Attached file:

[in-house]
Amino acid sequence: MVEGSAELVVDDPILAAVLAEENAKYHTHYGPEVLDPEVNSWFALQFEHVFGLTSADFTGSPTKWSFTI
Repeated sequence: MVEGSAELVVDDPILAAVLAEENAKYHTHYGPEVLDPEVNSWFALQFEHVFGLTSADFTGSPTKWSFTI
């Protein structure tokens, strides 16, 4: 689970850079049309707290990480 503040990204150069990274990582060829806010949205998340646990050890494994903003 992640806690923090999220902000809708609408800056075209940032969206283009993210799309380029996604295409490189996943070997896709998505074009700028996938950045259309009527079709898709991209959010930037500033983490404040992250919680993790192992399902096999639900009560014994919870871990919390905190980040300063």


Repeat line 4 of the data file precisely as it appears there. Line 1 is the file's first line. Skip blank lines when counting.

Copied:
């Protein structure tokens, strides 16, 4: 689970850079049309707290990480 503040990204150069990274990582060829806010949205998340646990050890494994903003 992640806690923090999220902000809708609408800056075209940032969206283009993210799309380029996604295409490189996943070997896709998505074009700028996938950045259309009527079709898709991209959010930037500033983490404040992250919680993790192992399902096999639900009560014994919870871990919390905190980040300063």